1 oz gin
1 oz bourbon whiskey
3/4 oz absinthe
We even heard of one 20-percent-off earthquake sale. Crabplace.com’s coupon code? 20 shakes.
But the most entertaining quake conversation remains: Where were you when it hit, and what were you thinking? Baltimore Fishbowl writers weighed in. Please do the same below and be sure to see the videos on our video landing from Baltimore Quake 2011!
“Standing in Matava shoe store at Bellevedere Square–shoes were falling off the shelves and we ran outside because I refuse to be found dead in a shoe store!” –Cynthia McIntyre
“In the dining room cleaning up the Goldfish [crackers] bag that my dog chewed up. I first thought the rumble was my bad dog running around.” –Krista Smith
“I was at the office…with my dog. My dog is awesomely welcomed at my office–he had been sleeping on my desk before he was startled by the rumbling, and immediately barked his displeasure that the room was moving. My first instinct was to pick him up and stand, ready for action. But then I just stood there, staring at my swaying iMac silently. Then one of the engineers, who were all in the next room having a meeting, yelled over the partition, ‘Sara have you been jumping up and down again over there?’ To which I replied, ‘Hey! That’s SO not nice!’ And he said ‘I SO didn’t mean it that way!’ Most fun office ever, even during an earthquake.” –Sara Lynn Michener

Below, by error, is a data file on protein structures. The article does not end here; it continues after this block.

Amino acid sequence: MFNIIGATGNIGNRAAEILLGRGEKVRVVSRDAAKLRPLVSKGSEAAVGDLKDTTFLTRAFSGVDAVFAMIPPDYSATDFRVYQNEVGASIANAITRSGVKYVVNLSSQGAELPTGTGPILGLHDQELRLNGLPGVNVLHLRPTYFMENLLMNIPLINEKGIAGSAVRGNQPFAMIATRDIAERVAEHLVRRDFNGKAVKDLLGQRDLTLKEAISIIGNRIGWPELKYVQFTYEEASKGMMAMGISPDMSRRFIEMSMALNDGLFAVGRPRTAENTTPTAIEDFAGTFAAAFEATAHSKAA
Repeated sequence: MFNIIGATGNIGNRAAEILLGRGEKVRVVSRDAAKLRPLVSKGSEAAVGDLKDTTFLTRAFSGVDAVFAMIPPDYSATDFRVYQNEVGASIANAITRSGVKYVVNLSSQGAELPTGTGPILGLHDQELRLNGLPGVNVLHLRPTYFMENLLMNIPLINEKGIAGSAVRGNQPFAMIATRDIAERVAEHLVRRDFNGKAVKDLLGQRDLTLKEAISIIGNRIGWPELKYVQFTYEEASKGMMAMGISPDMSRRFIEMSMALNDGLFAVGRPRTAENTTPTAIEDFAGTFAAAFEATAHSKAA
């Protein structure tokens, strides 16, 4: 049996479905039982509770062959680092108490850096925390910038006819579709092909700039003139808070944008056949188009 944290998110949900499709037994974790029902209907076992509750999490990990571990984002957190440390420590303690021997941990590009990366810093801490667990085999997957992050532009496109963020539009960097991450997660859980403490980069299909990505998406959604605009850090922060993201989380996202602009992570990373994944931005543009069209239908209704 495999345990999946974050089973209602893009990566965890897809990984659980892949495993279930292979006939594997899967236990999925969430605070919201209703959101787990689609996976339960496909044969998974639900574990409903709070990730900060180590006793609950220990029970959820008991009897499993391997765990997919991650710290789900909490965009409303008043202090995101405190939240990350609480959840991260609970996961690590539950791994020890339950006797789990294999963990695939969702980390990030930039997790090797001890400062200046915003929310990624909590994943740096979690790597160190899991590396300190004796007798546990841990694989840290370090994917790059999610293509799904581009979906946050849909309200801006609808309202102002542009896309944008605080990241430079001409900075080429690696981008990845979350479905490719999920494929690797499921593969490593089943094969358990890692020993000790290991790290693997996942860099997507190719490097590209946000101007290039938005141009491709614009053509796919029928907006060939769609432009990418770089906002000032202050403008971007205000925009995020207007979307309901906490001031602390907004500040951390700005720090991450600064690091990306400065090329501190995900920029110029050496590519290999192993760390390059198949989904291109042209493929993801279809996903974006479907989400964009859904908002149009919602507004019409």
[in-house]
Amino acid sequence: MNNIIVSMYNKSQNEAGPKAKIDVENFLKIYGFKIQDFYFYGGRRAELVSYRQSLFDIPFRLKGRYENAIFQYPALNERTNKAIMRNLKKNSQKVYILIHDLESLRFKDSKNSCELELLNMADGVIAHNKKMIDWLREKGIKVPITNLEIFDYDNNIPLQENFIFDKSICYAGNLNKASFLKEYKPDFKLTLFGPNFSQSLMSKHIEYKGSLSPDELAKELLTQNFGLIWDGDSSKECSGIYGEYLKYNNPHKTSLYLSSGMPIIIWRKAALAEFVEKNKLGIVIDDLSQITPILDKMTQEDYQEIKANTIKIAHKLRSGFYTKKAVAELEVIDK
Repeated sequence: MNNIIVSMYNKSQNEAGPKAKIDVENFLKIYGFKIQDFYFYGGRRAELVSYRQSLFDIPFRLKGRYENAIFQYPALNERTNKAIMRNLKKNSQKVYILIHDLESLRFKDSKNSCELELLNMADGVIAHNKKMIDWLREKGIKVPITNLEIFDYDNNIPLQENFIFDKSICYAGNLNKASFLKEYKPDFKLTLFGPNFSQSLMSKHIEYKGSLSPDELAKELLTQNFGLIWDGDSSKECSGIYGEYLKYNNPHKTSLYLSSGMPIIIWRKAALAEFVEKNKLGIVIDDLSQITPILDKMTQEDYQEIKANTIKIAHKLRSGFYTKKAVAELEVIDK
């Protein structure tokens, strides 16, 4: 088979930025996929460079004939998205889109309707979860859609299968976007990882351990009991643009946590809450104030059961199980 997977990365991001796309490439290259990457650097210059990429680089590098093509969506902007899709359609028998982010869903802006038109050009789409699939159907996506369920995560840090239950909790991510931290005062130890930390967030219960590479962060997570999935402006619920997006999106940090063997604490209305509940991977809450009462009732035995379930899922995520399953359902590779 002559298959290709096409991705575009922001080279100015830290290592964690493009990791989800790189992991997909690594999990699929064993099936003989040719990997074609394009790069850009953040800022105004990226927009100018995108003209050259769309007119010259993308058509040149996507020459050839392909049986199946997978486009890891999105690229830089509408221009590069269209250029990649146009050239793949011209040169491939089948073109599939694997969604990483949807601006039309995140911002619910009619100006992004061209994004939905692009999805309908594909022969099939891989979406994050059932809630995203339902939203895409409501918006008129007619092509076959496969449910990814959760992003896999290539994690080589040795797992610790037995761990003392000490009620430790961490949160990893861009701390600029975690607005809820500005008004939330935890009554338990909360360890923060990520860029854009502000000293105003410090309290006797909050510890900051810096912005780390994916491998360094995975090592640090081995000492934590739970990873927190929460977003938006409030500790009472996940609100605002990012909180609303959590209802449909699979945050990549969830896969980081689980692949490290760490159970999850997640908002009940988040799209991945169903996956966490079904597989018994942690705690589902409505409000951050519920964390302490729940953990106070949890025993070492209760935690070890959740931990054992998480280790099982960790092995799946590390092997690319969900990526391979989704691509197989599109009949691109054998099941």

“I was driving around Litchfield County in Connecticut when the earthquake happened. Surprisingly the radio said it actually reached Litchfield County all the way up from VA and DC. I only found out about it when my friend called from Baltimore right after it happened. I was shocked, but relieved when he said nothing got destroyed and no one was hurt.” –Kristin Hughes
“I was doing my piano practice. My first thought was, ‘Are the chandeliers going to fall?’” –Mikita Brottman
“Sitting by the Gunpowder River, eating home-made cookies, laughing. The group of moms I was with all looked around, and said ‘Did you feel that?’ We counted heads of children, and reached for cell phones. Verizon network totally failed me, and it took 20 minutes to find out the rest of the family was okay. We stayed in our seats for a couple more hours.” –Elizabeth Frederick
“I got calls from friends and family in New York, California and Spain asking if we were okay. You could hear the disappointment in their silence when I told them we were not in Baltimore today and missed the earthquake.” –Susan Dunn
“Alas, I am in Cape Cod, so I heard about it through text message and was jealous that I missed all the fun!” –Rachel Monroe
“I was home editing copy when the house began to vibrate. First brilliant thought: ‘Those are some big squirrels running the roof!’” –Betsy Boyd
“I was at my computer on the second floor of my apartment, when the construction team that has been working on the neighboring row house began operating a monstrously heavy piece of machinery. It was in fact so large and powerful that my walls were beginning to shake. I was going to have to go over there and tell them that they better turn off that impossibly thunderous watchamacallit right now; I mean it’s just unbelievable. It’s like a damn earthquake. Wait a second…” –Bob O’Brien